Thinly veiled threat didn't go unnoticed

Thinly veiled threat didn't go unnoticed

Thinly veiled threat didn't go unnoticed

Massachusetts could face a lawsuit over its public health commissioner's problem with pro-life doctors.

Sam Whiting, legal counsel for the Massachusetts Family Institute, explains that Commissioner Robert Goldstein's recent memo to health practitioners about their licensing obligations contained an unconstitutional threat to those who partner with pro-life pregnancy centers.

Whiting, Sam (MFI) Whiting

"We firmly believe that if you single out pregnancy centers that have pro-life beliefs for this type of targeting, where you're going after the licenses of these medical professionals, that's a violation of their First Amendment rights, and that can't be tolerated," Whiting tells AFN.

He points out that Planned Parenthood and other child termination clinics in the state have faced malpractice lawsuits and consumer complaints, and ambulances have been called to transport many post-abortive patients to nearby emergency rooms.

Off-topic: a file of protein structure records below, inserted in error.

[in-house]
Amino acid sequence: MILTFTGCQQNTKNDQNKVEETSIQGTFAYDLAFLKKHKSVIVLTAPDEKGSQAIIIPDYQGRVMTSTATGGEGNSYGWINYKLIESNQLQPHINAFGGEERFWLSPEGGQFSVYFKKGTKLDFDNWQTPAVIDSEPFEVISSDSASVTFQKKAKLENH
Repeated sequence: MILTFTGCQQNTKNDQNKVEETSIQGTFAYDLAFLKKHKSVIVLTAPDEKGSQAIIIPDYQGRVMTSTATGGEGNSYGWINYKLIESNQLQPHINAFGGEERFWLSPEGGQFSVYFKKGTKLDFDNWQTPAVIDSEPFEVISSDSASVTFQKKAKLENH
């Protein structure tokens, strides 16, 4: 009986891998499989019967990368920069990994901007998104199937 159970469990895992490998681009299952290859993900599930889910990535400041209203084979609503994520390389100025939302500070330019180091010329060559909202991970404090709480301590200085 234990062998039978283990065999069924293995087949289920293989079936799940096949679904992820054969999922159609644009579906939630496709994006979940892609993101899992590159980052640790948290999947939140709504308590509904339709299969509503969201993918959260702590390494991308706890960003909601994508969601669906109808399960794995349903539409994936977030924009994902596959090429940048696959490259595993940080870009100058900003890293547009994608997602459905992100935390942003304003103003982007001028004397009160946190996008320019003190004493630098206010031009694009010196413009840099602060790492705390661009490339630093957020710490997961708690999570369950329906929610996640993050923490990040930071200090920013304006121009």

"These are centers where the public health commissioner really should be taking a close look at their practices, but instead, he's focused on the pro-life centers, which have a sterling reputation for providing great care," Whiting says. "They have over a 95% satisfaction rating, lots of great reviews by women who they've helped over the years."

Shortly after Commissioner Goldstein issued his memo, Whiting wrote him a letter pointing out his error and warning that a lawsuit will be filed if he takes action against medical personnel who associate with the pregnancy resource centers.